Climate change may increase risk of water shortages in hundreds of US counties by 2050

February 15, 2012
Climate change may increase risk of water shortages in hundreds of US counties by 2050

More than 1 in 3 counties in the United States could face a "high" or "extreme" risk of water shortages due to climate change by the middle of the 21st century, according to a new study in ACS's Journal of Environmental Science & Technology. The new report concluded that 7 in 10 of the more than 3,100 U.S. counties could face "some" risk of shortages of fresh water for drinking, farming and other uses. It includes maps that identify the counties at risk of shortages.

In the analysis, Sujoy B. Roy, Ph.D., and colleagues explain that population growth is expected to increase the demand for water for municipal use and for electricity generation beyond existing levels. Global threatens to reduce water supplies due to decreased rainfall and other factors compared to levels in the 20th century. Roy's group developed a "water supply sustainability risk index" that takes into account water withdrawal, projected growth, susceptibility to drought, projected climate change and other factors in individual U.S. counties for the year 2050. It takes into account renewable water supply through precipitation using the most recent downscaled climate change projections and estimates future withdrawals for various human uses.

Roy's team used the index to conclude that climate change could foster an "extreme" risk of water shortages that may develop in 412 counties in southern and southwestern states and in southern Great Plains states. "This is not intended as a prediction that will occur, but rather where they are more likely to occur, and where there might be greater pressure on public officials and water users to better characterize, and creatively manage demand and supply," Roy said.

Explore further: Study: Human activity produces drought

More information: Projecting Water Withdrawal and Supply for Future Decades in the U.S. under Climate Change Scenarios, Environ. Sci. Technol., Article ASAP. DOI: 10.1021/es2030774

The sustainability of water resources in future decades is likely to be affected by increases in water demand due to population growth, increases in power generation, and climate change. This study presents water withdrawal projections in the United States (U.S.) in 2050 as a result of projected population increases and power generation at the county level as well as the availability of local renewable water supplies. The growth scenario assumes the per capita water use rate for municipal withdrawals to remain at 2005 levels and the water use rates for new thermoelectric plants at levels in modern closed-loop cooling systems. In projecting renewable water supply in future years, median projected monthly precipitation and temperature by sixteen climate models were used to derive available precipitation in 2050 (averaged over 2040–2059). Withdrawals and available precipitation were compared to identify regions that use a large fraction of their renewable local water supply. A water supply sustainability risk index that takes into account additional attributes such as susceptibility to drought, growth in water withdrawal, increased need for storage, and groundwater use was developed to evaluate areas at greater risk. Based on the ranking by the index, high risk areas can be assessed in more mechanistic detail in future work.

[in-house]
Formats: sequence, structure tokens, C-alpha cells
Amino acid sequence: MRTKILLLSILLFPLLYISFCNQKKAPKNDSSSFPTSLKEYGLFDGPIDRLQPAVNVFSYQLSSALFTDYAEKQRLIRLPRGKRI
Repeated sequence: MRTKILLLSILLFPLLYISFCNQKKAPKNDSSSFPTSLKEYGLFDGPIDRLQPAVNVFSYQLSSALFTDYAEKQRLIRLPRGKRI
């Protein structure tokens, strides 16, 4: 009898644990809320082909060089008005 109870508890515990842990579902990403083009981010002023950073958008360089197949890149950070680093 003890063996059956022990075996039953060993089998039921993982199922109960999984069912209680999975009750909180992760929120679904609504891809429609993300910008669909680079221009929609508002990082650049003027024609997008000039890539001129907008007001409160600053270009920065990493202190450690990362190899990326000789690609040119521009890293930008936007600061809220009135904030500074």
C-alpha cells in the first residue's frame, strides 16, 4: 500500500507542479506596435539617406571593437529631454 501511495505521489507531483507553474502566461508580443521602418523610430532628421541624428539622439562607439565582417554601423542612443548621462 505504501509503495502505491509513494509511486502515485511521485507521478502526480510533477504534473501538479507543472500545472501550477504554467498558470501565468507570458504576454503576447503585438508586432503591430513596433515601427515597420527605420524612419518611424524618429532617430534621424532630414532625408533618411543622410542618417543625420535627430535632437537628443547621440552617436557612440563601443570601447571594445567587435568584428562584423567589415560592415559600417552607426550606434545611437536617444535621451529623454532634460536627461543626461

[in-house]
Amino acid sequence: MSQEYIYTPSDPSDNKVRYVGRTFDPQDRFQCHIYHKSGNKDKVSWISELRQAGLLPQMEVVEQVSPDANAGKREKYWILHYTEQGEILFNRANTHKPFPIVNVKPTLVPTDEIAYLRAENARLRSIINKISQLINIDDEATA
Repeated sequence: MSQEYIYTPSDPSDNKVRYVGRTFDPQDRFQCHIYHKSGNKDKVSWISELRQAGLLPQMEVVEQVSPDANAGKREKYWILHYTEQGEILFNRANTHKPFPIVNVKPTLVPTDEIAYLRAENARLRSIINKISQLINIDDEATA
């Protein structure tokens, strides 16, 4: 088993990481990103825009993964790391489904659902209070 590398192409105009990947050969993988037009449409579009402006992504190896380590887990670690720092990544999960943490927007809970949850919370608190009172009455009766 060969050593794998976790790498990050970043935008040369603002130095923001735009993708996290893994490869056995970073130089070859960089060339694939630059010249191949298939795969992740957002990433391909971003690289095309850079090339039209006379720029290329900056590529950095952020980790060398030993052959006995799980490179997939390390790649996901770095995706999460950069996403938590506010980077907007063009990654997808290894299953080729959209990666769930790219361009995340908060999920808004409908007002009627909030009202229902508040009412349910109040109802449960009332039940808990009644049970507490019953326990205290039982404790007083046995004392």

Related Stories

New model to assess urban water security

December 2, 2010

University of Adelaide water engineering researchers have developed a model to estimate potential urban water supply shortfalls under a range of climate change scenarios.

Australia needs better plan for variable water future

September 29, 2010

The delivery of sustainable water supplies in Australia will require water managers and engineers to factor in a range of predicted variations in climate and long-term demand for water resources, according to a CSIRO climate ...

A positive step in the face of uncertainty

December 14, 2010

Enormous uncertainty. These two words describe the condition of Phoenix's climate and water supply in the 21st century. Reservoirs have dipped to their lowest levels, continuous drought has plagued the state and forecasts ...

Recommended for you

East Antarctic Ice Sheet has history of instability

December 13, 2017

The East Antarctic Ice Sheet locks away enough water to raise sea level an estimated 53 meters (174 feet), more than any other ice sheet on the planet. It's also thought to be among the most stable, not gaining or losing ...


Please sign in to add a comment. Registration is free, and takes less than a minute. Read more

Click here to reset your password.
Sign in to get notified via email when new comments are made.